Monday, January 9, 2012

Ribbon Candy

I’m finally putting Christmas away, and it’s organization OCD to the max. Since it was our first holiday season in the new, larger house, I decided we needed more d├ęcor items, and now I have to store them somewhere. Thus the compulsive examination of every item, old and new, and the clean, color-coded new plastic boxes to put them in.

Already I have thrown out old stockings, wasted lights, cardboard containers and some glass ornaments from my “peach-and-lace only” tree that I had when I was 25. Seriously, peach glass ornaments that have followed me around for 24 years, and I stopped liking them about 23 years ago. Curse that old Midwestern thriftiness. “Those are perfectly good ornaments, you may want to use them someday.” Sheesh.

The Hallmark ornaments are tucked away neatly in their individual boxes. I’ve been collecting them since the early 90s, and now have enough to decorate a tall, narrow fake tree (which has followed me around for about 14 years now). Each ornament has a special note saying why I chose it, or which child it was for, or later which child helped me choose it, which of course I had to read. Again. Not an efficient use of time.

This year, I was determined to come up with a super-Christmassy activity to do with the kids, since they outgrew the mall Santa long ago.  So I took them to a little candy store in Ontario, California, where they make candy canes by hand and do demos you can watch. It was a 40-minute drive through Pasadena traffic at rush hour, but it seemed like a fun thing to do – “remember that time we watched them make candy canes?” – but the truth is, I was doing it for me. I had an ulterior motive.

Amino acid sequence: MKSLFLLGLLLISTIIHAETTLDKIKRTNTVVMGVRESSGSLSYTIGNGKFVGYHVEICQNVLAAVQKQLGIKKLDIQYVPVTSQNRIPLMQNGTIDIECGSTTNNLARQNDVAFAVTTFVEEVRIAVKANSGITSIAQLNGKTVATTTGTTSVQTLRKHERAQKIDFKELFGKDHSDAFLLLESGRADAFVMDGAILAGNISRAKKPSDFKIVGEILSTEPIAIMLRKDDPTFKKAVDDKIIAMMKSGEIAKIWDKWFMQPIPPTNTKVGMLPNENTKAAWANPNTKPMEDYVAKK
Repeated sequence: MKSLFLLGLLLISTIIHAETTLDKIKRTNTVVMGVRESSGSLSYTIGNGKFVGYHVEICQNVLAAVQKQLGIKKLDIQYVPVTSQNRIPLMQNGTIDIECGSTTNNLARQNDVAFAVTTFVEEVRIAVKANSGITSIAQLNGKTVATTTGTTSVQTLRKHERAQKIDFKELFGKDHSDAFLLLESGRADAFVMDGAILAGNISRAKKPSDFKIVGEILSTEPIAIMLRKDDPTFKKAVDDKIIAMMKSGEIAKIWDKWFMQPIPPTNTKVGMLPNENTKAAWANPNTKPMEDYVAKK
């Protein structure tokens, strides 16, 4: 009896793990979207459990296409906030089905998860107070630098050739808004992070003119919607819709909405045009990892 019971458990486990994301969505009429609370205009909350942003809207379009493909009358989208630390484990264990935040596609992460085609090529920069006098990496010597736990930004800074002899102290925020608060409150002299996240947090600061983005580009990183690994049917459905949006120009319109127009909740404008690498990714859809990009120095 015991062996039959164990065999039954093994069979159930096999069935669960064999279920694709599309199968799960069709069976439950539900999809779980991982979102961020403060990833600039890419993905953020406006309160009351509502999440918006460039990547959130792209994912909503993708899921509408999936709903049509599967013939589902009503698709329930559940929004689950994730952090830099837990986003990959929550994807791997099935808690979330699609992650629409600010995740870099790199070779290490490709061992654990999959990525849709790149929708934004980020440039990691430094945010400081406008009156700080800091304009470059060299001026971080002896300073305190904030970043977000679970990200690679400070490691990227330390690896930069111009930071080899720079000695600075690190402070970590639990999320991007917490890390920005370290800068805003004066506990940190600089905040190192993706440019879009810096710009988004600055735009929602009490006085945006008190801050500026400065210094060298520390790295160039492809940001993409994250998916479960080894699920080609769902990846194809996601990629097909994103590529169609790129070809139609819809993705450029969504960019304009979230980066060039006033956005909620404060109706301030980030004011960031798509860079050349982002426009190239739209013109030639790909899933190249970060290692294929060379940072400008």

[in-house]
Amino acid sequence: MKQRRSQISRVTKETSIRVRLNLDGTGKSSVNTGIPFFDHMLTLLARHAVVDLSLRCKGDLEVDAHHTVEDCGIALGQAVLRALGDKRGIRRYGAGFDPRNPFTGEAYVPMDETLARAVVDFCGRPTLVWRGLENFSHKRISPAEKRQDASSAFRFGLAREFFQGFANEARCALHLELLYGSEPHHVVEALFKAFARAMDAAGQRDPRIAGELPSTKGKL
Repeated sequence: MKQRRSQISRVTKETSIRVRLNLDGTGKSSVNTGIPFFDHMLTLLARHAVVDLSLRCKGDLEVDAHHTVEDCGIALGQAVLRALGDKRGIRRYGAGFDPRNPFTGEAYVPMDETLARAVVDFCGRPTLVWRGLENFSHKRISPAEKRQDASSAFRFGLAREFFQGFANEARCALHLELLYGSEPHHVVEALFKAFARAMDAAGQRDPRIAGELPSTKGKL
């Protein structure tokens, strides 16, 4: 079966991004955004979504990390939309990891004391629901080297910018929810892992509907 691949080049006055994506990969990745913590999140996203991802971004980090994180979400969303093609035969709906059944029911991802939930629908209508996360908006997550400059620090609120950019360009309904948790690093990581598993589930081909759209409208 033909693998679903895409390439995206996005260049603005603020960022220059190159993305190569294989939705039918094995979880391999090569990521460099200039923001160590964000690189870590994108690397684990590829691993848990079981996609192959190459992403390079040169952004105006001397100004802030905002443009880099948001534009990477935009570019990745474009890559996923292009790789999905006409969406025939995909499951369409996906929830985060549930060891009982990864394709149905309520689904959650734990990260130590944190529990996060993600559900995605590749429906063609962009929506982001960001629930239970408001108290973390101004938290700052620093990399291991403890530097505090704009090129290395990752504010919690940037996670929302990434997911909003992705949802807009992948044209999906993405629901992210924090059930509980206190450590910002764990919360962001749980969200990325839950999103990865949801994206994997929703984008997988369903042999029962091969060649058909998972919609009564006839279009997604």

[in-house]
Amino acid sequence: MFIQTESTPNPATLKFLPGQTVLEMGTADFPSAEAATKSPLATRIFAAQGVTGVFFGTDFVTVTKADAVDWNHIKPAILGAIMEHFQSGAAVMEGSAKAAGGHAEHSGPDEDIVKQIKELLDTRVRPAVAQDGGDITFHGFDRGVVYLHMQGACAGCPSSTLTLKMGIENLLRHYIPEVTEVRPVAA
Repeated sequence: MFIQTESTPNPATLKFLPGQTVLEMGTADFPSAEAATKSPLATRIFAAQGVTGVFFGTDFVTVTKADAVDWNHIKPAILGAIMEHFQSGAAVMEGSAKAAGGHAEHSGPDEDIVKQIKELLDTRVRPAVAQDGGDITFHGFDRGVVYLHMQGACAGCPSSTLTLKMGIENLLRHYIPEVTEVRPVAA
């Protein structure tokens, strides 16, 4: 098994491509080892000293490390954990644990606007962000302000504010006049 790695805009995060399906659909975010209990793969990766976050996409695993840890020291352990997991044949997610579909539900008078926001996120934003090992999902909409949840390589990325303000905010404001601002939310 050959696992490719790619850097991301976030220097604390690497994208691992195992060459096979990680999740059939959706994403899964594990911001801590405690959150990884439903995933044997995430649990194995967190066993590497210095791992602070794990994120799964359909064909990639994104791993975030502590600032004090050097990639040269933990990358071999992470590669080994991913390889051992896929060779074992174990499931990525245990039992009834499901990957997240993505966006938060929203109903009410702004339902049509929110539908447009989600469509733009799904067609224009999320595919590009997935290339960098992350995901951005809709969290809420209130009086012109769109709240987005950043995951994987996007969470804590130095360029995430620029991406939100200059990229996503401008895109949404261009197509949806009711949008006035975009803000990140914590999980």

Ribbon candy.

When I was growing up in Ohio, we would drive to my dad’s brother’s house in Cleveland for a family holiday gathering. Uncle Ron and Aunt Dot would put folding tables with paper tablecloths down in the finished basement, as the house filled with the smells of the coming feast: turkey and gravy, potatoes and pies. We kids watched Christmas shows in the living room and tried to keep our hands off their big Hammond console organ. This was no wimpy 61-key organ. It was practically an orchestra, with rows of keys and buttons for rhythms and drums and horns. No way a kid could resist.

Sometimes my brother Bob and I, along with cousins Lee and Rob and Cheri, were allowed to trek through the snow to the corner store, where we would (honestly, this is how old I am) look at Archie comics and penny candy. But I never bought any candy because Ron & Dot always had something I treasured: fancy glass dishes full of ribbon candy, peppermint, cinnamon, cherry and clove. Clove was my favorite. Delicate swirls of shiny striped deliciousness that, if you let it melt in your mouth, would turn into candyfloss strings of pulled sugar, like no other candy in the world.

When I was about to enter 6th grade, Dad moved us to Orlando, and the Cleveland Christmases ended. Although we moved back to Cincinnati two years later, I don’t remember if we ever went to Cleveland for Christmas again. It just wasn't the same.

My dad doesn’t even remember the ribbon candy at his brother’s house. When I tell people about my passion for the stuff, they usually look at me like I’d expressed a love for laxatives or anchovies. “I don’t know,” said my friend Kevin. “It just makes me think of old ladies.”